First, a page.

Tag Archives: stories

Reflections of a almost five year old on Fairy Tales

I have recently introduced Migu to popular fairy tales and now our bed time reading as well as meal time stories are generally Cinderella, Rapunzel, Snow White and Sleeping Beauty.

As I have blogged in the past,here and here  Migu does not like to consume stories in a docile way. She has to constantly comment or critique a story. So this is how our story telling session on Snow White went.

Snow White had a step mother who had a magic mirror.

Migu : Wow step mother and magic. Is she like the fairy godmother? Will she wave her want?

Me : Well, no step mother and fairy godmother are different, sort of very opposite to each other. Will you let me continue?

As I continue we come to the bit about the mirror.

Me : The step mother asked the mirror, “Mirror, Mirror on the Wall, who is the fairest of them all?”

Migu : Wait, wait, I am the mirror, you are step mother, now ask me.

Me: Ok, Mirror Mirror on the wall, who is the fairest of them all?

Migu : Goldilocks

Me : Not Goldilocks, Snow White.

Migu : But that day you told me Golilocks was also beautiful.

Me : Never minds, its another story. Can we continue.

After some time, as we come to the bit about Snow White falling after eating the apple

Me : How do you think she revived?

Migu : How? How?

Me : A handsome prince came and saw Beautiful Snow Whites Body. When he kissed her, she revived.

Migu : Thats not fair. Thats what happened to Sleeping Beauty. You are simply saying this.

Me : No that is the story.

Migu : Why is it always the prince?

Me : I dont know, can I continue?

Migu : Ok

Me : The prince and Snow White got married and lived in a castle

Migu : No, that is what happened to Rapunzel

Me : So its a different prince, and it was perfectly OK for him to marry Snow White.

Migu : Getting irritated, there is always a prince (She said it in Tamil, so all who follow Tamil can truly understand the impact of a line like Eppopathalum Prince, Eppopathalum Prince.

After some time,

Migu : I dont like these stories, I only like Red Riding Hood.

Me : Why

Migu : There is no prince, only a wolf.

The Feminist in Me : You go girl, yes you dont need a prince.

Like I have written before, I didnt really question any story while growing up. I dont not always fantasize about a life similar to the one which I was reading about, but I accepted it and never thought to challenge their choices. I am glad Migu is growing up, questioning stories, and maybe unconsiously breaking stereotypes and challenging possibilities and choices.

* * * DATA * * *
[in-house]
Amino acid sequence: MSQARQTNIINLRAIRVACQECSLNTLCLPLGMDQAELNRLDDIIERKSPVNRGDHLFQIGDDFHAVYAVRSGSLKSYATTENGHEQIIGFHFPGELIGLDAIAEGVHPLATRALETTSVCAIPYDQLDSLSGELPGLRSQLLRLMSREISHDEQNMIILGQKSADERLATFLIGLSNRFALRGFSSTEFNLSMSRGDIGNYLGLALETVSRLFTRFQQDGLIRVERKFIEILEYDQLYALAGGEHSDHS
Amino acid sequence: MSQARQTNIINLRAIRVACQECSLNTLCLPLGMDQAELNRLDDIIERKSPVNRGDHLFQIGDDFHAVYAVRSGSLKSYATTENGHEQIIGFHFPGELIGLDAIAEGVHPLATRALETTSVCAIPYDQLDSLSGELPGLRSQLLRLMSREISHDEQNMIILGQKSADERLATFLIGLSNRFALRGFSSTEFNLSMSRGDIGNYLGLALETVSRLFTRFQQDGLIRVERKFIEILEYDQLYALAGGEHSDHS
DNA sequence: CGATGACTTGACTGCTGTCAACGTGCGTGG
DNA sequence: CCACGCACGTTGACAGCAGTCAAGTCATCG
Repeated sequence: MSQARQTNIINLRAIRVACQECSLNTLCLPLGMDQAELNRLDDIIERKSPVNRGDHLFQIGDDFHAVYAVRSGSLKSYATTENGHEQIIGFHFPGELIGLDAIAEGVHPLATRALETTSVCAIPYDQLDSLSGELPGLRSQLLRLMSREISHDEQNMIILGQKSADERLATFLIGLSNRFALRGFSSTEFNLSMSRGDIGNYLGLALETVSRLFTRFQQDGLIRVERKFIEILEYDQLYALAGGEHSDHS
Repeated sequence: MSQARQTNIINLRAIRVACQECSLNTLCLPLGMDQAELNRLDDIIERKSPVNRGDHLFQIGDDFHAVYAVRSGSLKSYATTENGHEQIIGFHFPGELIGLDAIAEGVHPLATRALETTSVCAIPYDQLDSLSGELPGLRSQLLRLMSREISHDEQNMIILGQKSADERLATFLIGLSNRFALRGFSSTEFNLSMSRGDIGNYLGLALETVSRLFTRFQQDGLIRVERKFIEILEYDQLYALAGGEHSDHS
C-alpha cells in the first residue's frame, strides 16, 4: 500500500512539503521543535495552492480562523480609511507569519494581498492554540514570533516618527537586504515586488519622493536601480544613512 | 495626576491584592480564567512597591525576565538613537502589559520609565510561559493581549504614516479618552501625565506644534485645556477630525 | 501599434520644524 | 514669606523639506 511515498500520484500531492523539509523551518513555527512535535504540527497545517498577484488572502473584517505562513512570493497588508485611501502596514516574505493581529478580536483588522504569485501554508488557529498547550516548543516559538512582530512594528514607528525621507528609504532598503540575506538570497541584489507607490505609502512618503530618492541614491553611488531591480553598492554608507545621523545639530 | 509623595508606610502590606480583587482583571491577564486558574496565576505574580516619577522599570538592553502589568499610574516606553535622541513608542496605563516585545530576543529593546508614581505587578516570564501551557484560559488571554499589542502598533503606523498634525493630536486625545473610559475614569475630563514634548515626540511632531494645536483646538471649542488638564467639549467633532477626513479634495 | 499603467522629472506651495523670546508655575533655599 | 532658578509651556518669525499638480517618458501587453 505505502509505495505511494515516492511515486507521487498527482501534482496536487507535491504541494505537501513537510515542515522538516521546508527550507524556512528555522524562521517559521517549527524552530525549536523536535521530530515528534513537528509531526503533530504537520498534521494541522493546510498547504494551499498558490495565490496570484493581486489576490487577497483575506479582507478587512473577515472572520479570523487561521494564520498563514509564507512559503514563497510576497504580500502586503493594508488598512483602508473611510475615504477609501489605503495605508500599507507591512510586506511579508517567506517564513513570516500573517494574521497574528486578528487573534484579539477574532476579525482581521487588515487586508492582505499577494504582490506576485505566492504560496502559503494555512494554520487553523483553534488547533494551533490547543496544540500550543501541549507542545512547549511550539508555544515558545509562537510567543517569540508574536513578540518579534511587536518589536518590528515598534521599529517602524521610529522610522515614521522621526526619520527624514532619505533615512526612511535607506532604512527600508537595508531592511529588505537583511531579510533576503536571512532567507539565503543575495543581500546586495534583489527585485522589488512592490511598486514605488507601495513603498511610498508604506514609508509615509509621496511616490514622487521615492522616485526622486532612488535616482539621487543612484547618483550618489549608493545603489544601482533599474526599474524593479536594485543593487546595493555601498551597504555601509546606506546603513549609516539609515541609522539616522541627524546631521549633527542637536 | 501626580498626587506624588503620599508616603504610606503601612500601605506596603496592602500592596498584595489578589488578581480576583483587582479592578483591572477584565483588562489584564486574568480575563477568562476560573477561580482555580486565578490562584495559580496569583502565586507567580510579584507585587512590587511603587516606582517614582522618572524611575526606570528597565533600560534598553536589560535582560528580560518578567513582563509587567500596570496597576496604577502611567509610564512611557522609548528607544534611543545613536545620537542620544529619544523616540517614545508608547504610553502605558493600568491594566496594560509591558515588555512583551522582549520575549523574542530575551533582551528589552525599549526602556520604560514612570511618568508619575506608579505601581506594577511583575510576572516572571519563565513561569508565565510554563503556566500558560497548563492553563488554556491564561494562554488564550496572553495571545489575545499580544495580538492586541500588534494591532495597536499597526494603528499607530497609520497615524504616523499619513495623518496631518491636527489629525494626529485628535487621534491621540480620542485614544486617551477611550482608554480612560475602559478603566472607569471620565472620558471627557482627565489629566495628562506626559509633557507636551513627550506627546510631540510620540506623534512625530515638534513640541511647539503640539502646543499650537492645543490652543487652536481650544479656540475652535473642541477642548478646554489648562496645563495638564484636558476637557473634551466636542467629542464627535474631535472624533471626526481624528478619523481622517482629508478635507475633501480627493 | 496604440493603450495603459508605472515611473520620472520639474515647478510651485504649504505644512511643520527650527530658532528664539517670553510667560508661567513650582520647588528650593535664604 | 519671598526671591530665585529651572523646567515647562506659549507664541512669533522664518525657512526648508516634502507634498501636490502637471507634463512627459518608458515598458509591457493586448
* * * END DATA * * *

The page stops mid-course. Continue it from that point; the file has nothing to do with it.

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A to Z Blogging Challenge F is for fanfiction and the pluralistic version of our epics

A to Z Blogging Challenge April 7 F

I guess fan fiction is here to stay and although the quality of writing is quite bad in some cases, I like fan fiction for making the inherent assumption that the author is not perfect and we always have a choice in changing the stories we want to. I think what I have enjoyed the most is some of the recent fan fiction which is based on the Hindu epic Mahabharata. I have been reading. I think the recent TV series has inspired a lot of this writing. The quality of the writing is not great, indeed as a story it is all quite amateurish, but I am surprised at the freedom people are taking in rewriting myths using modern jargon, modern ideas and quite contrary to the ‘holiness’ of the myth.

Rewriting Mahabharata is nothing new. In Indian literature, there are many point of view retellings of the epic. In recent years, there are many reimaginings, of Mahabharata as science fiction or political thrillers. While many are well accepted, they do tread the lines carefully and are respectful to the overall tone of the epic. But these fan fictions sometimes border on risque. Setting aside the bad writing, some are practically sexual fantasies, some are slap stick comedies.